Gout is a type of inflammatory arthritis caused by a condition called hyperuricemia.1 Hyperuricemia happens when there is too much uric acid in the body.1 When hyperuricemia becomes severe, uric acid crystals can build up in the joints, causing pain, swelling and gout flares.1 Approximately 8.3 million Americans are currently living with this painful disease.1
A progressive disease
Because uric acid builds up over time, it may take months or even years for gout symptoms to appear.2 But when the uric acid level ultimately spikes, it can trigger a gout flare.2
For most people, a gout flare lasts three to 10 days.2 Another may not occur for months or even years.2 Eventually, however, flares become more frequent, severe and long-lasting.2 Joint damage may also occur, which can lead to loss of mobility.2
Once gout flares become a chronic problem, help from a doctor may be necessary to prevent future flares.3
How Mitigare® (colchicine) 0.6 mg Capsules can help prevent gout flares in adults
Colchicine, the active ingredient in Mitigare®, has been used for centuries to prevent gout flares.4 It was originally derived from the autumn crocus (Colchicum autumnale), and there is evidence that it was used more than 2000 years ago in ancient Greece.4 Since then, colchicine has been proven effective in helping prevent flares in adults with gout.5 The safety and effectiveness of Mitigare for acute treatment of gout flares during prophylaxis has not been studied. Mitigare is not an analgesic medication and should not be used to treat pain from other causes.
Gout flare prevention
Adults who took colchicine 0.6 mg daily had fewer gout flares than patients who did not. They also had fewer gout flares as time went on.5
43 patients starting allopurinol were randomized to receive colchicine 0.6 mg or placebo for up to 6 months. The chart shows mean number of acute gout flares at the 0-3 and 3-6 month time periods, and overall (n=43; colchicine=21, placebo=22)
Well tolerated in adults
In a six-month study of adult patients with recurrent gout, colchicine 0.6 mg was well tolerated5:
- The most common adverse reactions were gastrointestinal symptoms, including diarrhea, nausea, vomiting and abdominal pain.
- Colchicine 0.6 mg capsules are contraindicated in patients with renal or hepatic impairment who are currently prescribed drugs that inhibit both P-gp and CYP3A4.
A pop of color
The distinctive two-tone blue capsule may be easier for you to identify, especially if you take other daily medications.6,7 The FDA says that older adults who take more than one medicine should be able to tell them apart by size, shape, color and form (tablet or capsule).7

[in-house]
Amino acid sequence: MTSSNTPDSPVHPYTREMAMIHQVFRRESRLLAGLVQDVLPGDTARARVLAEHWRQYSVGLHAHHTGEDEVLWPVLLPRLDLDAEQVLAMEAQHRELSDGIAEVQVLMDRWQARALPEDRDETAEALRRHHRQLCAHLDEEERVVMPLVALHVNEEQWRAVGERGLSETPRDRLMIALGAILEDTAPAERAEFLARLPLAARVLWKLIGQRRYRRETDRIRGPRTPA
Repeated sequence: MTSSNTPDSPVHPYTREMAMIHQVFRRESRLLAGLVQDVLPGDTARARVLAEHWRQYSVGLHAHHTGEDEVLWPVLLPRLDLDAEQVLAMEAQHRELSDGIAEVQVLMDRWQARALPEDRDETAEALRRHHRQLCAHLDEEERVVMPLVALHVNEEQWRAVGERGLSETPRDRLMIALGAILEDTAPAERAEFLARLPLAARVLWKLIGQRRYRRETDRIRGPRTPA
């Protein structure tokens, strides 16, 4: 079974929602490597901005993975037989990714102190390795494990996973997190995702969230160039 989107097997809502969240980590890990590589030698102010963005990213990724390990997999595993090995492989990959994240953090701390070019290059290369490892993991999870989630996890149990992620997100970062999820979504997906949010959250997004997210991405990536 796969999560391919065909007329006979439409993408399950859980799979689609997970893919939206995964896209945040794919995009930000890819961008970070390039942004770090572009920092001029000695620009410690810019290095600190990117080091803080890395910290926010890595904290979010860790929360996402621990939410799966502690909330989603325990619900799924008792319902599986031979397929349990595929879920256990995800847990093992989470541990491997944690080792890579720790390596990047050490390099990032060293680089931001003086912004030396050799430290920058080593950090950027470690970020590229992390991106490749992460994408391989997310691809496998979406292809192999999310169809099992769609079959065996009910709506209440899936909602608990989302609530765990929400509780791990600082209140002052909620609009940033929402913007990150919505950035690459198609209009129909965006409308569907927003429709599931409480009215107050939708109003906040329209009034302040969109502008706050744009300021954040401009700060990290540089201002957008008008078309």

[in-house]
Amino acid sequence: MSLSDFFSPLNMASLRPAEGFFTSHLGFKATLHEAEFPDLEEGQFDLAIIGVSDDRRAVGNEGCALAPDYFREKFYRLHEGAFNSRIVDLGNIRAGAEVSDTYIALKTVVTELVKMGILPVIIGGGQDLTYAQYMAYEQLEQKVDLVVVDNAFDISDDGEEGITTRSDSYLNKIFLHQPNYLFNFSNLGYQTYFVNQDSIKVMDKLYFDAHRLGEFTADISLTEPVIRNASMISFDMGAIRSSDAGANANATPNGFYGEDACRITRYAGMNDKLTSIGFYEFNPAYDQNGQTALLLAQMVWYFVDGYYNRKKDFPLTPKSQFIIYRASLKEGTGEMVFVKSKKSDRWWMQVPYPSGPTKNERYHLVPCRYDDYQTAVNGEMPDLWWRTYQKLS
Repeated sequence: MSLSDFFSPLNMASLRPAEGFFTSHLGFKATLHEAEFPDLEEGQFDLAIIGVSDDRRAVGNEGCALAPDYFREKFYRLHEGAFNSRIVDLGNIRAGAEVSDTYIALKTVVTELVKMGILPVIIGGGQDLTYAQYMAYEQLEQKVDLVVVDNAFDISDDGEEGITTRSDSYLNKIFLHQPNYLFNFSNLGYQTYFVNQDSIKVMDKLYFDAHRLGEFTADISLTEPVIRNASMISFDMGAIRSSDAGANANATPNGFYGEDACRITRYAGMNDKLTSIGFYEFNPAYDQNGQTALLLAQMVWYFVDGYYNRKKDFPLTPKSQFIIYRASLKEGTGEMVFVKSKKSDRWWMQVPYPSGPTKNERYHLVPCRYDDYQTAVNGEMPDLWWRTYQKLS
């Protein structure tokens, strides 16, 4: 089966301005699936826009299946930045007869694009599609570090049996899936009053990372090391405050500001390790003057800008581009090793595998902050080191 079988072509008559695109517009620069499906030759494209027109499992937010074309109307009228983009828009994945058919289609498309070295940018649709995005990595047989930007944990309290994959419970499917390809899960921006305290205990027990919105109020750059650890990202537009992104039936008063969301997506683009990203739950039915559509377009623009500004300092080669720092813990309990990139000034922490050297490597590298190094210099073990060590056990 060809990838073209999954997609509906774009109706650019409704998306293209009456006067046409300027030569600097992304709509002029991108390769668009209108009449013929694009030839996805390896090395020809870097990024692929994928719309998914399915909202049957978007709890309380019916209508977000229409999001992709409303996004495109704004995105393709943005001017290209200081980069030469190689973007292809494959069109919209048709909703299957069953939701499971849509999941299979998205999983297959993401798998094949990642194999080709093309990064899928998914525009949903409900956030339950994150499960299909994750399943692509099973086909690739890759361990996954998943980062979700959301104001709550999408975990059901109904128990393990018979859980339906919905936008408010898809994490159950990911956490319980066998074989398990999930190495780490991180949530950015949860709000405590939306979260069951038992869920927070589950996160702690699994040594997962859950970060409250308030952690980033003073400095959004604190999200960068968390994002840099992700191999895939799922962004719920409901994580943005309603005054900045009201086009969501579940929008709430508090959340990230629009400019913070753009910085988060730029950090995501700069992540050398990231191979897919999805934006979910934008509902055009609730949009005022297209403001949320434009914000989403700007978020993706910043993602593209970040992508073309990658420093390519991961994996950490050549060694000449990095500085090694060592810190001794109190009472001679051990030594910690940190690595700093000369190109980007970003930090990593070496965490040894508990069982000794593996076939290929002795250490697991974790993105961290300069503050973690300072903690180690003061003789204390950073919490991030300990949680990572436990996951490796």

Prompt treatment of gout is important. If untreated, the risk of a second gout flare after one year is 62 percent.8 The risk of a second flare increases to 78 percent after two years, and 93 percent after 10 years.8
If gout is untreated for a long period, say 10 years or more, it can become very severe and even disabling.8 By this time, the disease may have permanently damaged the affected joints and even the kidneys.9
Talk with your doctor
If you think you may have gout, talk with your doctor. He or she may be able to recommend lifestyle changes and/or prescribe medicine that can help you prevent gout flares.
Get True Blue Savings
If your doctor prescribes Mitigare®, the True Blue Savings program provides the first fill free of charge for 30 days and offers $5 refills for eligible patients.*
*For all eligible patients 18 years or older who are legal residents of the United States or Puerto Rico. First 30 days are free only for eligible patients. Maximum savings of $65 on the first fill and $50 on refills. Please see complete Terms and Conditions for details.
Important Safety Information
Colchicine 0.6 mg capsules are contraindicated in patients with renal or hepatic impairment who are currently prescribed drugs that inhibit both P-gp and CYP3A4. Combining one of these dual inhibitors, or a medication that inhibits either P-gp or CYP3A4, with colchicine has resulted in life-threatening or fatal colchicine toxicity. Patients with both renal and hepatic impairment should not use Mitigare®.
Fatal overdoses have been reported with colchicine in adults and children. Keep Mitigare® out of the reach of children. Blood dyscrasias such as myelosuppression, leukopenia, granulocytopenia, thrombocytopenia and aplastic anemia have been reported with colchicine used in therapeutic doses. Monitor for toxicity and if present consider temporary interruption or discontinuation of colchicine. Please see full Prescribing Information and Medication Guide for Mitigare® for complete product details.
NOTE: This article was not written by a medical professional and is not intended to substitute the guidance of a physician. These are not West-Ward’s recommendations for gout flare prevention, but rather facts and data collected from various reliable medical sources. For a full list of resources and their attributing links, see below.